Behind that, you can see the front suspension, including spring, magnetorheological damper (inside the spring) and the upper wishbone mounted to what I think is the wheel hub - with a Ferrari horse embossed on it. Gotta represent! The black accordion-esque cylinder nearby is most likely the steering shaft that pushes the front wheel outwards (or pulls it inwards) to steer it. The wheel and brake assembly pivot around the circular spot you can see above the horse, all attached to the hub.
The front of the car is to the right of these images, by the way.
I can guarantee you that this fan ahead of the front wheel are is part of the cooling system, not some secret downforce cheat! It appears to be sitting on an intercooler or radiator, mounted up front to balance the weight and/or to free up space elsewhere.
Before we get to a rear corner, I'll break this up a bit with a photo of the central tunnel and "central bridge," onto which the transmission buttons are mounted, from the finished car we could sit in. It's all real carbon fibre.
We rejoin the action in the right-rear wheel arch area, looking at more fans and radiators as well as the bottom of the 3.9-litre twin-turbo V8 engine. The purple-ish pipes in the top left area are part of the exhuast system, and as such get extremely hot (sadly I can't put a number on how hot). The system on the right of this image appears to be the intercooler used to cool incoming air for the right-side turbocharger as well as feed air into it via the thick orange pipe.
Slightly further back, you can see the rear spring/damper combo close up, along with the exhaust pipe disappearing behind it to within the rear of the chassis in order to poke out almost centrally of the rear bumper.
With the tail of the car on the left, there are more electrical leads and plugs going on behind where the rear wheel (and a plastic shield) would be. Ferrari is an odd mix of traditionalist and technology-pushing, so despite electronic "Side Slip-angle Control" and an electronic parking brake and active aero flaps here and there, they still build road cars using aluminium chassis as is in keeping with their history, whereas the likes of McLaren use a carbon fibre central tub. The only exceptions are the "special series cars" such as the Enzo and LaFerrari, although the front/rear subframes and crash structures would likely be metallic on those cars anyway. You can bend metal back into shape, but when carbon fibre fails, it's failed for good.
Here we look upwards to the top of the rear wheel area, with the rear brake in view at the bottom.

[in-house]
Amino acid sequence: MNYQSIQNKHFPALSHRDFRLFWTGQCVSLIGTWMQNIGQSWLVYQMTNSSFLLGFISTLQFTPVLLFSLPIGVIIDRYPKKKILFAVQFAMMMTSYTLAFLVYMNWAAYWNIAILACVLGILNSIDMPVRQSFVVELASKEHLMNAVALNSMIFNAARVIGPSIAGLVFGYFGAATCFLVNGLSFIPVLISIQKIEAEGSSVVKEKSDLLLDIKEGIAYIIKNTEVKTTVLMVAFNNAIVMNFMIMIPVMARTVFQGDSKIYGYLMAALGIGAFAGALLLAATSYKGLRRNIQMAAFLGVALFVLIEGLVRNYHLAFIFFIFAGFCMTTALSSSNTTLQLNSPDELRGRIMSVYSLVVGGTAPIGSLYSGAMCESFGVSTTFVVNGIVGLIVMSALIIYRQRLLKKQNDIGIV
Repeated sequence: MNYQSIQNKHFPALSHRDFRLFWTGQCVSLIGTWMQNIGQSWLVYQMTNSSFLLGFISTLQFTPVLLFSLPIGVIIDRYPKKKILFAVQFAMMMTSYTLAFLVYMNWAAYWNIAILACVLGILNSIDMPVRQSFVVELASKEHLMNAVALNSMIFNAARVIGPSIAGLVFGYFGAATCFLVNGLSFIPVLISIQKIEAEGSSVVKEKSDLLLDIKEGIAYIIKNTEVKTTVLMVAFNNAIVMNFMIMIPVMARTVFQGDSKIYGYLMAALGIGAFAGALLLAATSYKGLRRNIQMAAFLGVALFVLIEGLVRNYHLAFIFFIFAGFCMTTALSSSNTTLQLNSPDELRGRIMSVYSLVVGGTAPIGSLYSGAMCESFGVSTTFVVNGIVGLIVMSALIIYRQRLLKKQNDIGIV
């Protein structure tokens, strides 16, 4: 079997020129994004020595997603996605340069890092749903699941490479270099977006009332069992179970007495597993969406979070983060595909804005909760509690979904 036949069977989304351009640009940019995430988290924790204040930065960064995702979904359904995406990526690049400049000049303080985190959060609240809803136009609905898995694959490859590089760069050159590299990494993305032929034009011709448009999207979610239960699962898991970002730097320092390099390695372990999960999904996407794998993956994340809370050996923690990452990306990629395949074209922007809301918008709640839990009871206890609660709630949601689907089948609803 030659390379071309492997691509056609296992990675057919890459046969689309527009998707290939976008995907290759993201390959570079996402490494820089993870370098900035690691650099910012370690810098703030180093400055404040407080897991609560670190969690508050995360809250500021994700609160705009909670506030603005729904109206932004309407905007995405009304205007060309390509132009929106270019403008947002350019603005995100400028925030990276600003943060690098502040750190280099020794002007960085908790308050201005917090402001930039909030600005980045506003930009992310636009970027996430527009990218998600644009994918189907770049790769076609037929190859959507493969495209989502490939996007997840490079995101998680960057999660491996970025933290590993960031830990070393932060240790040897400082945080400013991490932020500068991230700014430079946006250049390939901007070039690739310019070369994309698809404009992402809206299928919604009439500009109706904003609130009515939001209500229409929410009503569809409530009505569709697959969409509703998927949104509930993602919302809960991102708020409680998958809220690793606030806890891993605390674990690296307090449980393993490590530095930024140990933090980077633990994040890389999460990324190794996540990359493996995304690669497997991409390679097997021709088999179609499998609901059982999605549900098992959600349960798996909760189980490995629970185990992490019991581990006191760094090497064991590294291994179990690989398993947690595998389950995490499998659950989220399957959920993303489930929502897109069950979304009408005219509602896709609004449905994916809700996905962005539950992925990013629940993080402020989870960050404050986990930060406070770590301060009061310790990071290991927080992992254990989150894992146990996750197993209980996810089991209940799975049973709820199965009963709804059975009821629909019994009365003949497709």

In case you've forgotten, the shot of the engine is right back at the top of this page ;-)
Although, to save you scrolling I can post a different one from a finished 488:
Here's a quick and dirty photo of what you see when the floor and rear diffuser are removed. You can see the exhaust pipes exiting through their own little grilles, while the 7-speed twin-clutch gearbox hangs low just ahead of them. To the left of that, you can see the left-side rear suspension lower arm.
Finally, this is a peek up the little piece of aerodynamic trickery on the rear bumper. Air flowing down the roof gets channeled into a central slot just below the FERRARI script on the top side. That air then exits through the moustache-like slot just above the rear number plate, in order to reduce drag. Here we are looking up through the exit. It's difficult to get a good shot of these things but I thought I'd try it anyway!
One last close-up: this is an air outlet next to the left tail light. It would be easy to assume that it's just a heat vent with a carbon fibre surround instead of a grille, but air flows through the large intakes behind the doors and gets split, so some of it feeds the intercoolers and turbos we saw earlier, some of it blows cold air onto the engine and some of it flows straight through and out of here for lower drag. Although of course, heat might also exit here.
There's a better and more visual explanation in an official Ferrari video here:
So there we have it! I hope you learned something and that I didn't unhelpfully misidentify anything. There will be more activity on this blog tomorrow, so stay tuned!
|Oh yeah, I totally sat in a 488 Spider. The carbon fibre paddles felt a bit plastic-y, so I'd stick with metal ones...|